From the doorway of the 121-year-old Loper Funeral Chapel, solace dances with austerity as the sun's rays pierce the full-length multicolored stained-glass windows.
The light illuminates the inside of the tiny white chapel paneled from top to bottom with well-oiled pinewood and filled with pews. Dark but daintily aged chandeliers dangle purposefully, and a grandfather clock hanging from a nearby wall chimes the hour with historic importance.
Ruth Loper, 94, who has owned and operated the tiny chapel in the Valley's township of Ballard since she and her late husband Frank bought it in 1977, is celebrating its nearly five decades as the only Valley business of its type.
The little white chapel has provided local families with a place to celebrate happy nuptials or memorialize loved ones -- and sometimes both.
Prim and polite, you can expect to find Loper in the church office organizing someone's important event nearly seven days a week, except for two hours between noon and 2 p.m. each day, which is her lunch break.
"I can't really stand through a whole funeral anymore. It's a bit much," she said.
Because of the amount of detail attributed to organizing both weddings and funerals, with little room for error, Loper said the business is not for the faint of heart. Accommodating each customer's needs is beyond what most would consider just a day's work.
"There's a statistic estimating it takes 90 man hours to complete just one," Loper said, referring to an individual's burial and funeral arrangements. "It takes three to four people to work on one service. People call on the weekends, too, so we have to be here."
Since her husband's death in March of 2000, her son Don and grandsons John, Jacob, David and Peter have joined the now-generational family business. Both Don and John are licensed funeral directors who provide the service that Loper can no longer shoulder.
At the back of the chapel where peace and piety reign is her office, where obvious signs of productivity can be seen in juxtaposition to the front of the house.
Thoughtfully placed piles of paperwork, obituary proofs and labeled files sit atop her desk, representing her workload and the equal importance she gives to everything.
With styled white silken hair and a smile that begins and ends with her eyes, Loper, dressed in black heels and a semi-A-line ankle-length skirt and a long vest and turtle neck, began to explain the history of the family's business until a visitor arrived.
"We have a 10 o'clock service at the Mission, you know," she said, excusing herself and shifting her attention to the visitor.
Rifling through sheets of paper, she answered the visitor and smoothly shifted her attention yet again.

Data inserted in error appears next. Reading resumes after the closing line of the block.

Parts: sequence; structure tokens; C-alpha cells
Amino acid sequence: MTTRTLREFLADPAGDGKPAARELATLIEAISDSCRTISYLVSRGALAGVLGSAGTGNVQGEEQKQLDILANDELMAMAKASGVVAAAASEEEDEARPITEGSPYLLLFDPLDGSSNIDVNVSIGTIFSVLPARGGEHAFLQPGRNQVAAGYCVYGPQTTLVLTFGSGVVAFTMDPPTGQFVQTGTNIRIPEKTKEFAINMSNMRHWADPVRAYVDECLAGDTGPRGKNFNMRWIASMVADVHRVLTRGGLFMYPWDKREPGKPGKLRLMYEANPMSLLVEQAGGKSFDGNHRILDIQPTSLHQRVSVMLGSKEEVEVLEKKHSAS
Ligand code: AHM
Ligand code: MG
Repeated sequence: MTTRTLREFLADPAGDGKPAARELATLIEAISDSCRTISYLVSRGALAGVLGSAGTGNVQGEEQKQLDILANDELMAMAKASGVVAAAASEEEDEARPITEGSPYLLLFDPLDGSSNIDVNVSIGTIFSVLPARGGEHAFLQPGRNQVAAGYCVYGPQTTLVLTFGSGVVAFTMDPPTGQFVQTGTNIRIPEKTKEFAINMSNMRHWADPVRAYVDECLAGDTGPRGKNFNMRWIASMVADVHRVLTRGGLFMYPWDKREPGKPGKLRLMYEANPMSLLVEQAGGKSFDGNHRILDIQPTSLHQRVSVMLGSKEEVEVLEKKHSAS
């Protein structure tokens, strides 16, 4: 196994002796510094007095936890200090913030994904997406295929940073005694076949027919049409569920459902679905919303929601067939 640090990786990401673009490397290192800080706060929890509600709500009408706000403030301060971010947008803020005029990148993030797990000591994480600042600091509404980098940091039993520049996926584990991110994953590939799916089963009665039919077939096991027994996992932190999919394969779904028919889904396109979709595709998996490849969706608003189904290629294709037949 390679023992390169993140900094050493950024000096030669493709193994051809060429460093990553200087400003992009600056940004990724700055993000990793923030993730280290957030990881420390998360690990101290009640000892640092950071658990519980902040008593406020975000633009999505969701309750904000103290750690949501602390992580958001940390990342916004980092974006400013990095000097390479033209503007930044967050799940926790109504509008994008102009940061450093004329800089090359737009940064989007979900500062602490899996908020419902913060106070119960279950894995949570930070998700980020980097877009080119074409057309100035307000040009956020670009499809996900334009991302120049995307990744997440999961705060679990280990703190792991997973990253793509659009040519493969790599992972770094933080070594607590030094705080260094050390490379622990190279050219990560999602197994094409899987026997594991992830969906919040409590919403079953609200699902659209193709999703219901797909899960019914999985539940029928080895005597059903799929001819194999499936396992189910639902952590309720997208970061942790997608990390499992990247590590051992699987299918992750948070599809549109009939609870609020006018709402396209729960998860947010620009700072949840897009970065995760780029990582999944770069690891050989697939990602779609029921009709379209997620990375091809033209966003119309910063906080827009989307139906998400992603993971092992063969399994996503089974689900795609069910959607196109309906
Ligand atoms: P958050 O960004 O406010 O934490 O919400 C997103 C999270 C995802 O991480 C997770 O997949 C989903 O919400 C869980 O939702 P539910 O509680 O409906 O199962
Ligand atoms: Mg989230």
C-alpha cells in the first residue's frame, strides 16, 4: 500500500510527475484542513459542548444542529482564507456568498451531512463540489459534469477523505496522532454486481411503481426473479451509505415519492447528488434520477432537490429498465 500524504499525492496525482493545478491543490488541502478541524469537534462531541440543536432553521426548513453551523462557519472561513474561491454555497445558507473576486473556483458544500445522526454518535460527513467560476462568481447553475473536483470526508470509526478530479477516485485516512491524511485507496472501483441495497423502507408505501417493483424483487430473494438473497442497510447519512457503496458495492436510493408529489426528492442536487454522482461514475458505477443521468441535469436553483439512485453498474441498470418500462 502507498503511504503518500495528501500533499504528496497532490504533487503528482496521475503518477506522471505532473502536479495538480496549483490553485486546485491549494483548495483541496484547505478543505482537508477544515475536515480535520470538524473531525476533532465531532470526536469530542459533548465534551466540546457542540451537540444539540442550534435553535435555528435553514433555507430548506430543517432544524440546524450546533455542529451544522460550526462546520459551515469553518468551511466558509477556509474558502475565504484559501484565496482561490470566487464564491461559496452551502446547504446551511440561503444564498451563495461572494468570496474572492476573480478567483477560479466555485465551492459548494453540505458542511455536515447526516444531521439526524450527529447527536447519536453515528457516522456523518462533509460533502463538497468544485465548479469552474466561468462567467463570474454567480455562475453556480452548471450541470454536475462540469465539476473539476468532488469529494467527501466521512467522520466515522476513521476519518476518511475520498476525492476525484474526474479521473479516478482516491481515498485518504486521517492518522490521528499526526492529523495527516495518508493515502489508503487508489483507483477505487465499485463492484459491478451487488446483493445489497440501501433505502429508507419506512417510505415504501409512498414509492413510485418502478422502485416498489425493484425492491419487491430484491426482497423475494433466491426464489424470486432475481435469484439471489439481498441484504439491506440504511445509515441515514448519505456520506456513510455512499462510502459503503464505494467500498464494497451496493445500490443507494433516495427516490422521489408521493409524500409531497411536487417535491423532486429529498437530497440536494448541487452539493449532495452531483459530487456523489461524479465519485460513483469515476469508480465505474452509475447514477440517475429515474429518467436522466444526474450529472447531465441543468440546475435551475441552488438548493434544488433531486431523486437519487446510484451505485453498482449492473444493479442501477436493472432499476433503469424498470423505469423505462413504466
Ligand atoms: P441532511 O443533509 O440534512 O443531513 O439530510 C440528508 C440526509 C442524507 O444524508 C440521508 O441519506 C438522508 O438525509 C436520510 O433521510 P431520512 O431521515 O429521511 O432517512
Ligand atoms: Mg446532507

Once known as Ballard Country Church or "Little White Church," the chapel was established in 1898, a block from The Little Red Schoolhouse, which was built in 1883 by Cynthia Lundsford, fiancée to William N. Ballard.
With a promise to fulfill the wishes of her fiancé who unexpectedly died, Lundsford further developed the little town that had been economically fed by the stagecoach line between San Francisco and Yuma, Arizona.
According to Loper, the lumber of the church was shipped down the coast from Oregon to Gaviota, and hauled by wagon through Gaviota Pass to Nojoqui and through Alisal Canyon, past Old Mission Santa Ines into Ballard. The steeple was ordered from a Montgomery Ward catalog, and the colored windows were ordered from San Francisco. The altar window was framed in wood from cigar boxes.
The interior, she said, is almost the same today as it was in its early days.
The Lopers originally established their funeral home in Solvang in 1972, and five years later moved their operation to Ballard, eventually buying the historic landmark.
"It was an experience," Loper recalled. "We started a business and didn't even own a paper clip!"
However, she said that with her husband's extensive background in the industry, having used his GI Bill to attend California College of Mortuary Science, apprenticing for a few years and working for different funeral homes in Los Angeles County, owning a funeral home didn't seem too far-fetched.
Shoring up the other side of the business were Loper's special skill sets that were developed through 23 years in management at Pacific Telephone, training new hires and moving vital information -- especially from Navy and Army bases during World War II.
She still calls on those skills today, orchestrating both a memorable and impeccable day for her customers.
Of the 125 funeral services they handle per year, Loper said 20 are held in the chapel, and the others are at local churches and places of worship.
And though they don't advertise weddings, she said they get plenty of inquiries from locals with a bout of nostalgia.
"I get calls from people saying, 'I went to Sunday school there, I want to get married there, too!"' Loper said.
Walking back toward the front of the church, she again acknowledges her 10 a.m. appointment at the Mission, and sets her quiet eyes on the front door.
As she walks, she further explains that her ability to carry out all that she does on a day-to-day basis with precision, comes from her ability to listen.
"The main thing is listening," she said with conviction.
In her intentional, but slow-to-respond manner, she glanced around the chapel that is bright with morning sun, and said the real driver behind the success of the business has been their commitment to the Valley.
"We're devoted to this community. Someone is always here," Loper said matter-of-factly, before politely closing the front doors. "We're available seven days a week, 365 days."